The United Arab Emirates has appointed its first female government minister.

Sheikha Lubna al-Qasimi, a member of the Sharjah royal family, is to take on the key job of economics and planning minister.

The move comes as a part of a wider government reshuffle and the merging of three ministries.

There are other women ministers in Gulf countries, in Bahrain, Oman and Qatar, but Sheikha Lubna's role is the most senior to date.


China has signed an agreement to buy oil and gas from Iran and to develop Iran's Yadavaran oil field, according to state media from both countries.

The deal was signed in Beijing by Iranian oil minister Bijan Zanganeh and Ma Kai, head of China's National Development and Reform Commission.

China, which has longstanding ties with Iran, is searching for new energy reserves to drive its booming economy. The agreement will be carried out by Chinese oil company Sinopec.


Shaikh Zayed Bin Sultan Al Nahyan's economic vision, built on a free economy, helped the UAE achieve one of the highest growth rates in the world.

The strong foundations that have been built and the ongoing privatisation programmes will ensure that the UAE's momentum will be maintained, analysts said in their tributes to the former leader.

"Shaikh Zayed's economic foresight and clear policies created all-round growth in the economy and since the foundations are solid, this growth will continue. Few countries have achieved such impressive growth rates, especially when the world went through a recession," he said.

The UAE's private sector has doubled over the past ten years, offsetting volatile oil prices and ensuring jobs for a fast-growing population. In 2003, the UAE private sector's contribution to GDP was some Dh128.69 billion, about 44 per cent of the total GDP of Dh293.1 billion.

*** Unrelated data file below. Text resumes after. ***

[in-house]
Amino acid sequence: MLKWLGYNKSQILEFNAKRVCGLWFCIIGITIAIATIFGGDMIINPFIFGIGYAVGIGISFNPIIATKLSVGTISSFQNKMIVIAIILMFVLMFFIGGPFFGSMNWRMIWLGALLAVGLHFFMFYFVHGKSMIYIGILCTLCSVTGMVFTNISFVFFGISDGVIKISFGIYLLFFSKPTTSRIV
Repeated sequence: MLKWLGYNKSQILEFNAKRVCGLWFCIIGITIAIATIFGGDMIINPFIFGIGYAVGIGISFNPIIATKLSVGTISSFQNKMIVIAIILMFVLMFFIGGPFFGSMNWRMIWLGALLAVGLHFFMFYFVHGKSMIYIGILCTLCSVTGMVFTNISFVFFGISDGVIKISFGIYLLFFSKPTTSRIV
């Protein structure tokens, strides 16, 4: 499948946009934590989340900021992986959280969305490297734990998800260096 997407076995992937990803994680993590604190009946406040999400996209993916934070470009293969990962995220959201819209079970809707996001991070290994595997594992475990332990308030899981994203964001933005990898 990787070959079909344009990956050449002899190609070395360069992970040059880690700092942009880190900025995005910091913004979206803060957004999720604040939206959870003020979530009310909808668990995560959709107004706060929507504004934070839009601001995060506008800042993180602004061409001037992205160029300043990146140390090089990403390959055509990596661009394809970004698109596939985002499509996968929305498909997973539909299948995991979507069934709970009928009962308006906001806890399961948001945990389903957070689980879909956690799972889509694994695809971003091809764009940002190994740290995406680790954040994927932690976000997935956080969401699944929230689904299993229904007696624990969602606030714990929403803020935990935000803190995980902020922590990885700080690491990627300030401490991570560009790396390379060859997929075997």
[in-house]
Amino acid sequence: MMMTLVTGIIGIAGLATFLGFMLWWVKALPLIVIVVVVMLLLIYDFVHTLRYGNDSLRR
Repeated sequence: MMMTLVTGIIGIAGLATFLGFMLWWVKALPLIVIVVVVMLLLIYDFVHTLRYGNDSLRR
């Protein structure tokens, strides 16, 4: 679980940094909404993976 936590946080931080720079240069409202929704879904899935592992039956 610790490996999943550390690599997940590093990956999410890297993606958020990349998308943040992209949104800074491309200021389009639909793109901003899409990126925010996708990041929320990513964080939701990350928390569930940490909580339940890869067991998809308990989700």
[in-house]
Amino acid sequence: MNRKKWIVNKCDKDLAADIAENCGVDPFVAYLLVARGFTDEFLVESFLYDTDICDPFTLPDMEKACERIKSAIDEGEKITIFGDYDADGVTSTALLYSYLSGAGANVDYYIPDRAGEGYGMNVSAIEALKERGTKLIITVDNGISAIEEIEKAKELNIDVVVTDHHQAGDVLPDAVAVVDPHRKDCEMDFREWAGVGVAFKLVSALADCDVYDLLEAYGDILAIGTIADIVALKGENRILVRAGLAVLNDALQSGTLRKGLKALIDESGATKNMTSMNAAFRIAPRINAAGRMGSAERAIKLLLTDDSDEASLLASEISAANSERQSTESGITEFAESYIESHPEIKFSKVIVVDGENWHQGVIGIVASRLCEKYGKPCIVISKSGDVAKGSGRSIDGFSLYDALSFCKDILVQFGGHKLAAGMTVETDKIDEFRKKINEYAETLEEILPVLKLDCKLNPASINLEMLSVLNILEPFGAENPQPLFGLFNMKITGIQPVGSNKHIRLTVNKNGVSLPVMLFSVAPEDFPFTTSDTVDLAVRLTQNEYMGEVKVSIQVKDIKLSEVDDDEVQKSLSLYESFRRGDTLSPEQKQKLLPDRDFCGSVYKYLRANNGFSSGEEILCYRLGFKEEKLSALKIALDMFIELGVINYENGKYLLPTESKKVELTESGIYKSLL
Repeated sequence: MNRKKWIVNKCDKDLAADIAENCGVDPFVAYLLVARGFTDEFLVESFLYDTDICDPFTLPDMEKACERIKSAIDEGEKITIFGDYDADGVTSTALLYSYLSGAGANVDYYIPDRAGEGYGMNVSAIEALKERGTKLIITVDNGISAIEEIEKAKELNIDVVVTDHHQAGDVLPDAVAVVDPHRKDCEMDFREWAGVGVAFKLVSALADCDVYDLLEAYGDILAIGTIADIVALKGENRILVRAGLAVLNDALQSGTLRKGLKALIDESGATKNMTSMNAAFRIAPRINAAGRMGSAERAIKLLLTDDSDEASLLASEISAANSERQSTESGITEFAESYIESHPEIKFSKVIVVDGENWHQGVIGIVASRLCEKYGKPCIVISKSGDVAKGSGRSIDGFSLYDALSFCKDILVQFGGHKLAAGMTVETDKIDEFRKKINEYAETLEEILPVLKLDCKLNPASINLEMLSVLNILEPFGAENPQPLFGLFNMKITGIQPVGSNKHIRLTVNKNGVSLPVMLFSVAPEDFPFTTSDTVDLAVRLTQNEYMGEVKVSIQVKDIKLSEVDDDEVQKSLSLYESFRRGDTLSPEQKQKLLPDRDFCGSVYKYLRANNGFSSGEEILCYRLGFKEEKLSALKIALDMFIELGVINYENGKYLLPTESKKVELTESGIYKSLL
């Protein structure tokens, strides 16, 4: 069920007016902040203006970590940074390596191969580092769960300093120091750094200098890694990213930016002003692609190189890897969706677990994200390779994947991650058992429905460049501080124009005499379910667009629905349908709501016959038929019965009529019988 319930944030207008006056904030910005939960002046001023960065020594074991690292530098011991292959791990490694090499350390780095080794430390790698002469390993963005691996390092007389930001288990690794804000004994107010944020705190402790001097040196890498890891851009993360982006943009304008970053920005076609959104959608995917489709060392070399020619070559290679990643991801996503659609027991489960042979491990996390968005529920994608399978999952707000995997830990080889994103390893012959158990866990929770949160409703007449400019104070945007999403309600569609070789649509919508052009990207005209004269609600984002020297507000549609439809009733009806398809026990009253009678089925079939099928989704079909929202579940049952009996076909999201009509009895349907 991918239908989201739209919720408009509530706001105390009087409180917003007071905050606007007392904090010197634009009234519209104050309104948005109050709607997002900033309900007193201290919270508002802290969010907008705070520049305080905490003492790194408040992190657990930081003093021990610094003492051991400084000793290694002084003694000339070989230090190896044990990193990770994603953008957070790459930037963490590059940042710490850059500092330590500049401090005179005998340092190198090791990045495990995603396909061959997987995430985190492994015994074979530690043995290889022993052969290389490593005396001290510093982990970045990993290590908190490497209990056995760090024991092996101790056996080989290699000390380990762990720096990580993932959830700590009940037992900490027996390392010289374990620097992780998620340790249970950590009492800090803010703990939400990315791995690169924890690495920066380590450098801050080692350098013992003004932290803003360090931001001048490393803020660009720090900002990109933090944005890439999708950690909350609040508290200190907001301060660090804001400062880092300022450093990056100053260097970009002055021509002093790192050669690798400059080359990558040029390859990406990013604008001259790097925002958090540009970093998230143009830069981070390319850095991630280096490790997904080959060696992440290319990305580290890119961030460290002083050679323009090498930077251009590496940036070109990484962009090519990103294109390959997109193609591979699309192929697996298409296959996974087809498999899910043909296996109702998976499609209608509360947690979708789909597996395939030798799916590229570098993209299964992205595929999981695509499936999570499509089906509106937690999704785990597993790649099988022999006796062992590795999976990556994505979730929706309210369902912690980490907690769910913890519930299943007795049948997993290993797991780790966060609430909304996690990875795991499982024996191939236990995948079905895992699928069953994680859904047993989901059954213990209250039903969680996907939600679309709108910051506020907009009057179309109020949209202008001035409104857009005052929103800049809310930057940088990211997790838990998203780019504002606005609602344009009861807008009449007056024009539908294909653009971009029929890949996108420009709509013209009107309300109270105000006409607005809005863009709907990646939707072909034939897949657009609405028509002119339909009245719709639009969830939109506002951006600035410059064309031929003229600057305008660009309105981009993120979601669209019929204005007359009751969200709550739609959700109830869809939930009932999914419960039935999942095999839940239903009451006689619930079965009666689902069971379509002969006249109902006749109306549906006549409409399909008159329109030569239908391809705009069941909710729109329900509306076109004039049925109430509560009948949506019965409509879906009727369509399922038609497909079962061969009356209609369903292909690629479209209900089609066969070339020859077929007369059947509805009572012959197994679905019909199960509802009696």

Business leaders are unanimous that His Highness Shaikh Khalifa Bin Zayed Al Nahyan's accession as UAE President guarantees continuity for the economic and business friendly policies that have made the UAE a beacon in the Middle East.

They point to the steps the UAE has taken to integrate itself more closely into the global economy, whether it be through the dismantling of the telecom monopoly or the more recent decision to allow more foreign insurance companies to operate here.

The transition is sure to build confidence that business continuity will not be affected.

The creation of a first-rate educational system, consolidated through the Higher Colleges of Technology, has led to a new generation of skilled UAE nationals entering the professional mainstream.


Asian nations, particularly China, have a greater interest in a peaceful Middle East and Africa as their reliance on oil imports surges over the next 25 years, the head of ExxonMobil Corp said.

Lee Raymond, Chairman and Chief Executive of the world's biggest publicly traded oil company, said it would be "quite challenging" for the region to meet its future energy needs, with emerging Asia oil demand set to more than double by 2030.

"Asian countries, including China, will have an ever-greater stake in the resolution of problems that have arisen in the Middle East and Africa," Raymond said in a speech.

"There will be no way around greater reliance on the Middle East and Africa."

Asia imports about two-thirds of its 23 million barrels per day (bpd) crude oil requirement, most of that from the Middle East, where the bulk of the world's oil reserves are.


A state's future successes depend largely on how its foundation has been laid.

Over a span of three decades, the UAE has transformed itself from a collection of fishing settlements to one of the most modern and vibrant economies in the Arab world. Much of this has been possible due to the vision of one man, Shaikh Zayed Bin Sultan Al Nahyan.

Over the past 33 years, he offered the state an important gift his leadership, and turned the country around through rapid development, a record difficult to match in today's world.

Senior government officials and business leaders of the UAE paid tribute to Shaikh Zayed's valuable contributions.